Latest Comments by barnstormin'

Latest Comments by barnstormin'

barnstormin', BSN, RN 7,008 Views

Joined Mar 8, '12. Posts: 318 (66% Liked) Likes: 822

Sorted By Last Comment (Past 5 Years)
  • 0

    I live in NYS and am graduating in 4 weeks with my PMHNP. If you have specific questions I would be happy to answer any I can.

  • 2
    emtpbill and RNinIN like this.

    I agree with all of the above posters.

  • 2
    mommy.19 and Mom To 4 like this.

    Contract length
    Retention bonus
    Non compete clause

  • 3
    mommy.19, sailornurse, and Mom To 4 like this.

    "Who is actually your boss and if there is anyone else who thinks they are."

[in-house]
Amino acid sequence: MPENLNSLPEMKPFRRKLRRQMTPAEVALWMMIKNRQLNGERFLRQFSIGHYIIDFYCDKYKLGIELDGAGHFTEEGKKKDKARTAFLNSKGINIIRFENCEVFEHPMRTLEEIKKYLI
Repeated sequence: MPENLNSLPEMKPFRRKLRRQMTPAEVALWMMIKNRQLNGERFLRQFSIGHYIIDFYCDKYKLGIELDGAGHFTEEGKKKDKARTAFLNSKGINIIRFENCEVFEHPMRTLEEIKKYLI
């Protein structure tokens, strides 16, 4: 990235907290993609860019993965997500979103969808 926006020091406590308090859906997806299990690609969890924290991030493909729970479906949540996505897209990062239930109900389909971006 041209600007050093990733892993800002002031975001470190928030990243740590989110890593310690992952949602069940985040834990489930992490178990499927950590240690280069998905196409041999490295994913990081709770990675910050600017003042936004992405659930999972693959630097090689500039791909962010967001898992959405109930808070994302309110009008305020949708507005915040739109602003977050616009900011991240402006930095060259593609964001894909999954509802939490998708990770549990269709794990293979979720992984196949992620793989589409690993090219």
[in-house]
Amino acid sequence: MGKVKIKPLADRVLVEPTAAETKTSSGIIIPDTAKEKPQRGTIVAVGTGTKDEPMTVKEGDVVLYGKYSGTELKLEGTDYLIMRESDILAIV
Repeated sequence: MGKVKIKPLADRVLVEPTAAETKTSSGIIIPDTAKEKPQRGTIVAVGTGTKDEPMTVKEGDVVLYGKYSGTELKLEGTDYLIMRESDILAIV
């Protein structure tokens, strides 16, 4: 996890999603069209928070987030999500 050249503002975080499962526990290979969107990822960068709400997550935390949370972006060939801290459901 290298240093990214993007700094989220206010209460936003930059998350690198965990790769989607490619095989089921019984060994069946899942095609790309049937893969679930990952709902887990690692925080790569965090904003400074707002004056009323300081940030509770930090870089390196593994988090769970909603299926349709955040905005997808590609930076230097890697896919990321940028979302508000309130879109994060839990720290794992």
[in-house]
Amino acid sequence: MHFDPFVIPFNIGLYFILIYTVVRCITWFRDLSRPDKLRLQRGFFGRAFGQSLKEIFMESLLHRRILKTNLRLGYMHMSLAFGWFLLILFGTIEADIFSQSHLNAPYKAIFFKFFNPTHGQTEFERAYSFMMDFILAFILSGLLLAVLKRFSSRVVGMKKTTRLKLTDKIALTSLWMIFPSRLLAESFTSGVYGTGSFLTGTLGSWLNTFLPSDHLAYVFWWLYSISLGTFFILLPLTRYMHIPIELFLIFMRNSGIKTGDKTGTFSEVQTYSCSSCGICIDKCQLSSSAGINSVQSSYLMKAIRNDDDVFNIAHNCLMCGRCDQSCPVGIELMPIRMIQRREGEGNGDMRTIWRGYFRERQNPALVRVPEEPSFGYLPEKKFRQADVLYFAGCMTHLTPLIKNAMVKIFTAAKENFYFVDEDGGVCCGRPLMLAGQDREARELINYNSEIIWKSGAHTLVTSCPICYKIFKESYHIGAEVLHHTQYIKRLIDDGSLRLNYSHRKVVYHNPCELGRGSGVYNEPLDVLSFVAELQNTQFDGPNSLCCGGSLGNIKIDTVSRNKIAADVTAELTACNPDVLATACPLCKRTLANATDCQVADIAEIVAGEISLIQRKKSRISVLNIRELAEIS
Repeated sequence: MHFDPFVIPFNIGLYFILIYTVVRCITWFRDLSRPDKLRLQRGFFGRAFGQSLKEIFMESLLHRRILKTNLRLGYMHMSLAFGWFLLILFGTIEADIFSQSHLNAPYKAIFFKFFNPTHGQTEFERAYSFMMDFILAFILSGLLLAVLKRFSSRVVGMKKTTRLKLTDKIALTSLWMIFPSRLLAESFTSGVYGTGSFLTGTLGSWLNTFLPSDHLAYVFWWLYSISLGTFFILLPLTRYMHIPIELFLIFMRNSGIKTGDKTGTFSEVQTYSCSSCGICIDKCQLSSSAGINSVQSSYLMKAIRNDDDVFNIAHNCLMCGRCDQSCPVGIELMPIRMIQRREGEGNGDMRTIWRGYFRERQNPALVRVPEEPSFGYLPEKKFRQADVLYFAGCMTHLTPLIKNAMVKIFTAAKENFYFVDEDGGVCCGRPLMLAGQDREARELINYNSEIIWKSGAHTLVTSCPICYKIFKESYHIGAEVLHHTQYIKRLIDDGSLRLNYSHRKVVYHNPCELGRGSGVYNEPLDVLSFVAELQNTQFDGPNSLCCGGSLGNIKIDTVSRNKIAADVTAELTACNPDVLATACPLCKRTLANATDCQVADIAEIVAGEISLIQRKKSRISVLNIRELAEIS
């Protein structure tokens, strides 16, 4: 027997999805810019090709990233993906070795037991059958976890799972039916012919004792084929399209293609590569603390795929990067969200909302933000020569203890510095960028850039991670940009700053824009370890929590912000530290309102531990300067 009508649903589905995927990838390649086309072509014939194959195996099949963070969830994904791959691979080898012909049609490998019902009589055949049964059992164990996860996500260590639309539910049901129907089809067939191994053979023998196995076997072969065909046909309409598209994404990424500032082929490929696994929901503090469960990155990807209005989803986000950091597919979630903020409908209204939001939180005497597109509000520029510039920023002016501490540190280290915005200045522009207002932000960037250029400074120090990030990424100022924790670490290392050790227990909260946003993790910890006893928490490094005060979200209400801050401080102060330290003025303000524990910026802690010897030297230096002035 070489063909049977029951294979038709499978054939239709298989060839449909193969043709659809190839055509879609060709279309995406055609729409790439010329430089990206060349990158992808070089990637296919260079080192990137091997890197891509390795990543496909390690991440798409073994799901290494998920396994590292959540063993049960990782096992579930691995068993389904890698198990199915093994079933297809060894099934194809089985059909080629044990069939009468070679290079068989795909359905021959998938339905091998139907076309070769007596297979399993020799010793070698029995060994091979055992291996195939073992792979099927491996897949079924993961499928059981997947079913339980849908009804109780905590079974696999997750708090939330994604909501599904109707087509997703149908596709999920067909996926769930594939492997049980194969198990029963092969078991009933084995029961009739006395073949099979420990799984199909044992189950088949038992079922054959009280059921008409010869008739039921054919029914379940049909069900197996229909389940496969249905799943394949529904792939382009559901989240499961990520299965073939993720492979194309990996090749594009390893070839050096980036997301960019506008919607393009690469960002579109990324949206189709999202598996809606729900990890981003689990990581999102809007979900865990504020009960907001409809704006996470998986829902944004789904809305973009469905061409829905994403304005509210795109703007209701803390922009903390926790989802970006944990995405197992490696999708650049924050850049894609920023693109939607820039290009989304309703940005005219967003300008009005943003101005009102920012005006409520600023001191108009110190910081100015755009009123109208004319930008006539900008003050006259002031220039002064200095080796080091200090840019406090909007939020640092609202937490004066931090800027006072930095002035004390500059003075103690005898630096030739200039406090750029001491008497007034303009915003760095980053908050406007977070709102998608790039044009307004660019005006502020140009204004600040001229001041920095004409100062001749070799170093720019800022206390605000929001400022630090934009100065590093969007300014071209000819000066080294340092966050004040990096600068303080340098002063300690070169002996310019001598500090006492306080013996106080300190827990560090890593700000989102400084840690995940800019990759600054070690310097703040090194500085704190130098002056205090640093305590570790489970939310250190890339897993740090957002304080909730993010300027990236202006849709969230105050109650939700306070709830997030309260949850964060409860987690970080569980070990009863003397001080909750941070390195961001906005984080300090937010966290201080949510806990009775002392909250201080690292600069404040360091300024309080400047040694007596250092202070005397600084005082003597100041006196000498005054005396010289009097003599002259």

Gotta love this one! SO true.

  • 0

    Congratulations!

  • 0

    My peers and I are looking at two in person reviews for the PMHNP exam, Fitzgerald in Boston vs the review in Philadelphia hosted at Drexel by the ANA.

    Does anyone have any input regarding one or the other?

  • 4
    Lisa.fnp, LadyFree28, ixchel, and 1 other like this.

    I agree with BostonFNP, as an ASN nurse, then a BSN nurse and now in my last semester of grad school, it looks like the PA model pretty much covers what we had going through nursng school up to grad school.

    For the ASN portion Med terminology was a pre req, as was anatomy and physiology. Bio, nutrition, genetics, pharma, patho, health promotion, electrocardiography,legal/ethical were covered in the ASN portion.

    The BSN portion of my education was somewhat redundant as we took pharma and patho again, statistics, electrocardiography, legal/ethical and had interpretation of literature.

    My grad program has patho and pharm, genetics, research and the clinical/role portion, along with the dreaded nursing theory

    I have attended very reputable institutions that have been brick and mortar.